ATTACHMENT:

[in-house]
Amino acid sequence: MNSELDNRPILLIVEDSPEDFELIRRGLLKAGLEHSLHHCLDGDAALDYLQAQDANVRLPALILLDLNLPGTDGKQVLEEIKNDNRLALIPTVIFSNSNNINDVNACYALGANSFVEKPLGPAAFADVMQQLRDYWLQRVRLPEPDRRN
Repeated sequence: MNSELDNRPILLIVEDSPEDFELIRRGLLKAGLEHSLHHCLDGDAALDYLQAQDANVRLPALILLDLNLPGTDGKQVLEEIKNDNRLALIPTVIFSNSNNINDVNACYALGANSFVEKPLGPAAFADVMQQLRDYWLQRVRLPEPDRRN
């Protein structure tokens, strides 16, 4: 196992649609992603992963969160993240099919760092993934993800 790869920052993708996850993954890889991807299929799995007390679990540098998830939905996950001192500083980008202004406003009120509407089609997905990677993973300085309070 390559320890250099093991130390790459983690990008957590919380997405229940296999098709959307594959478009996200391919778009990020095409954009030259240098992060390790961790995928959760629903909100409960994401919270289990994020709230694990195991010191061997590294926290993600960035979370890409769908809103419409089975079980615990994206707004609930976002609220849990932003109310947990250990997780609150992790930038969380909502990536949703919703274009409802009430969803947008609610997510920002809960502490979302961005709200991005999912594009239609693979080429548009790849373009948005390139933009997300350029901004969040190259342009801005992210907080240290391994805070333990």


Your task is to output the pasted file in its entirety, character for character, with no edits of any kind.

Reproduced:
[in-house]
Amino acid sequence: MNSELDNRPILLIVEDSPEDFELIRRGLLKAGLEHSLHHCLDGDAALDYLQAQDANVRLPALILLDLNLPGTDGKQVLEEIKNDNRLALIPTVIFSNSNNINDVNACYALGANSFVEKPLGPAAFADVMQQLRDYWLQRVRLPEPDRRN
Repeated sequence: MNSELDNRPILLIVEDSPEDFELIRRGLLKAGLEHSLHHCLDGDAALDYLQAQDANVRLPALILLDLNLPGTDGKQVLEEIKNDNRLALIPTVIFSNSNNINDVNACYALGANSFVEKPLGPAAFADVMQQLRDYWLQRVRLPEPDRRN
């Protein structure tokens, strides 16, 4: 196992649609992603992963969160993240099919760092993934993800 790869920052993708996850993954890889991807299929799995007390679990540098998830939905996950001192500083980008202004406003009120509407089609997905990677993973300085309070 390559320890250099093991130390790459983690990008957590919380997405229940296999098709959307594959478009996200391919778009990020095409954009030259240098992060390790961790995928959760629903909100409960994401919270289990994020709230694990195991010191061997590294926290993600960035979370890409769908809103419409089975079980615990994206707004609930976002609220849990932003109310947990250990997780609150992790930038969380909502990536949703919703274009409802009430969803947008609610997510920002809960502490979302961005709200991005999912594009239609693979080429548009790849373009948005390139933009997300350029901004969040190259342009801005992210907080240290391994805070333990």